A review of the study designs and statistical methods used in the determination of predictors of all-cause mortality in HIV-infected cohorts: 2002-2011

Kennedy N. Otwombe, Max Petzold, Neil Martinson, Tobias Chirwa

Research output: Contribution to journalArticlepeer-review

Abstract

Background: Research in the predictors of all-cause mortality in HIV-infected people has widely been reported in literature. Making an informed decision requires understanding the methods used. Objectives: We present a review on study designs, statistical methods and their appropriateness in original articles reporting on predictors of all-cause mortality in HIV-infected people between January 2002 and December 2011. Statistical methods were compared between 2002-2006 and 2007-2011. Time-to-event analysis techniques were considered appropriate. Data Sources: Pubmed/Medline. Study Eligibility Criteria: Original English-language articles were abstracted. Letters to the editor, editorials, reviews, systematic reviews, meta-analysis, case reports and any other ineligible articles were excluded. Results: A total of 189 studies were identified (n = 91 in 2002-2006 and n = 98 in 2007-2011) out of which 130 (69%) were prospective and 56 (30%) were retrospective. One hundred and eighty-two (96%) studies described their sample using descriptive statistics while 32 (17%) made comparisons using t-tests. Kaplan-Meier methods for time-to-event analysis were commonly used in the earlier period (n = 69, 76% vs. n = 53, 54%, p = 0.002). Predictors of mortality in the two periods were commonly determined using Cox regression analysis (n = 67, 75% vs. n = 63, 64%, p = 0.12). Only 7 (4%) used advanced survival analysis methods of Cox regression analysis with frailty in which 6 (3%) were used in the later period. Thirty-two (17%) used logistic regression while 8 (4%) used other methods. There were significantly more articles from the first period using appropriate methods compared to the second (n = 80, 88% vs. n = 69, 70%, p-value = 0.003). Conclusion: Descriptive statistics and survival analysis techniques remain the most common methods of analysis in publications on predictors of all-cause mortality in HIV-infected cohorts while prospective research designs are favoured. Sophisticated techniques of time-dependent Cox regression and Cox regression with frailty are scarce. This motivates for more training in the use of advanced time-to-event methods.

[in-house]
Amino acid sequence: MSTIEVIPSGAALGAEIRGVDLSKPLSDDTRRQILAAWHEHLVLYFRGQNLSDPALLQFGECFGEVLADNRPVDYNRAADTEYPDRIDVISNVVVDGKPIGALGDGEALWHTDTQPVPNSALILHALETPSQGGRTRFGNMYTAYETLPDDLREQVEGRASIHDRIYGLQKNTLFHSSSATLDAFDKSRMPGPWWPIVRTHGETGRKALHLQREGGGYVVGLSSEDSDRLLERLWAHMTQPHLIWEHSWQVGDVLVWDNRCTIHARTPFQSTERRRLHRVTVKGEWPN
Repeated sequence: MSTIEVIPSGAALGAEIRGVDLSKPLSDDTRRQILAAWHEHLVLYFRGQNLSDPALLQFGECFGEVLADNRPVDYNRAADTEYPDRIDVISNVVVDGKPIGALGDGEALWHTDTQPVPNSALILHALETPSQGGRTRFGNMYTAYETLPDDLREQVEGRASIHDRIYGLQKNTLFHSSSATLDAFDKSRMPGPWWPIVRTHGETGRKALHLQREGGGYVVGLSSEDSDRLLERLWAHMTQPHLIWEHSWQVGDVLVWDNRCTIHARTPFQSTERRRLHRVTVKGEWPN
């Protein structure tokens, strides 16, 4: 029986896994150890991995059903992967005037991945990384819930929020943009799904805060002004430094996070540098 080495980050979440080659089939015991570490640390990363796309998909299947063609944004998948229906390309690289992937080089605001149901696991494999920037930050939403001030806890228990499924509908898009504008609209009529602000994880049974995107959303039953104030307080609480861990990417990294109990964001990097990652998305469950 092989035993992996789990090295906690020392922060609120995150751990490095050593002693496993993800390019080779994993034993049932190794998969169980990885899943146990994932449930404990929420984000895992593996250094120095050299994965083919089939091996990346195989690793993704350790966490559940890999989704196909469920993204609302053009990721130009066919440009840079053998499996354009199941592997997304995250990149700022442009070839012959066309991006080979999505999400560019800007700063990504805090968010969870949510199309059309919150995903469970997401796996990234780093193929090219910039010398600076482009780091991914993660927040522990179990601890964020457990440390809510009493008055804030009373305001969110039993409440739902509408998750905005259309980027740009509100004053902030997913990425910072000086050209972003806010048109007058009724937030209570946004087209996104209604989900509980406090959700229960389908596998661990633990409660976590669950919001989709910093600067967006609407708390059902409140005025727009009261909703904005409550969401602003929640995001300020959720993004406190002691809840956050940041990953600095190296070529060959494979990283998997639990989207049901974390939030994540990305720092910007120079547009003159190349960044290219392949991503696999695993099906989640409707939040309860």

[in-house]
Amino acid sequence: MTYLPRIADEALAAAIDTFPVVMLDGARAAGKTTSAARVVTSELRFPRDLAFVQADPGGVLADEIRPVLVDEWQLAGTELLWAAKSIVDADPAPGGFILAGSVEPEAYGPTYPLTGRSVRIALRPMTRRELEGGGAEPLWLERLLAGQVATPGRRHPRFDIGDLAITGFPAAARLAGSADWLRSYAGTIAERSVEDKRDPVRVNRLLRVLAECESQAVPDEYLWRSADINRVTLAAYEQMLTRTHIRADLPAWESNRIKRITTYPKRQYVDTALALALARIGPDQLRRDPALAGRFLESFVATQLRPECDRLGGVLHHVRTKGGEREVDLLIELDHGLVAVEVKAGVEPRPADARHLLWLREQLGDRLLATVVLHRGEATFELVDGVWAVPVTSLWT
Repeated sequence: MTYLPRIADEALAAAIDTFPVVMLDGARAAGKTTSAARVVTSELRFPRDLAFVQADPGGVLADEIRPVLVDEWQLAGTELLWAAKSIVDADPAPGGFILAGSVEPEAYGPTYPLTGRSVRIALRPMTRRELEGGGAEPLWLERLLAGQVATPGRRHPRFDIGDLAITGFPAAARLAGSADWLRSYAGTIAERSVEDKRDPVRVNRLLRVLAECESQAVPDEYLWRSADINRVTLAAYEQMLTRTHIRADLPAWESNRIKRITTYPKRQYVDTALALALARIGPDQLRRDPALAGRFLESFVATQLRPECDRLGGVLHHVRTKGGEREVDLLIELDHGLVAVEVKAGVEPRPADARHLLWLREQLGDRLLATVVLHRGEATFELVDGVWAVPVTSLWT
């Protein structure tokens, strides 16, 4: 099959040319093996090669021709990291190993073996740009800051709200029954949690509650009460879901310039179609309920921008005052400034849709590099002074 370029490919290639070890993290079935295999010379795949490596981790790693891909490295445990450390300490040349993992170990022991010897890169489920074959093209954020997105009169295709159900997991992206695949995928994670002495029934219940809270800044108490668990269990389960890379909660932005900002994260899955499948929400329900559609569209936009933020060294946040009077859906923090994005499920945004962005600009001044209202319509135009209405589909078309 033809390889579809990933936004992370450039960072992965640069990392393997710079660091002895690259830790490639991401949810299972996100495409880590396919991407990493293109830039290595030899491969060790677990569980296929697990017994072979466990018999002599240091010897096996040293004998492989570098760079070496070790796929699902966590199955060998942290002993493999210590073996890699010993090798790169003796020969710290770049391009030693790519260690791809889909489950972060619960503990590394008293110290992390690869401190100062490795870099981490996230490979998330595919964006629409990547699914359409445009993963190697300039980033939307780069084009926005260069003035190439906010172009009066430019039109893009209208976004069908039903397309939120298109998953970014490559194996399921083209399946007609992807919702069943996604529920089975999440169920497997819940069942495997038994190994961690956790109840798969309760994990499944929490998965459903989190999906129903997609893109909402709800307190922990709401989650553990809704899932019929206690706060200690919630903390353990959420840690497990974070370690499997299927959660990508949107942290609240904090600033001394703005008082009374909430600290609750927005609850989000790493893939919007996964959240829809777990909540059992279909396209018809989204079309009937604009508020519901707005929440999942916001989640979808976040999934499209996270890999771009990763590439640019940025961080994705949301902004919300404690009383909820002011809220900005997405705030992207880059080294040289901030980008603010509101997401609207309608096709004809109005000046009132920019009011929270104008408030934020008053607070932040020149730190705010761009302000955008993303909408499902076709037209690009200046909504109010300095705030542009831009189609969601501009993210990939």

Original languageEnglish (US)
Article numbere87356
JournalPLoS One
Volume9
Issue number2
DOIs
StatePublished - Feb 3 2014

ASJC Scopus subject areas

  • Agricultural and Biological Sciences(all)
  • Biochemistry, Genetics and Molecular Biology(all)
  • Medicine(all)

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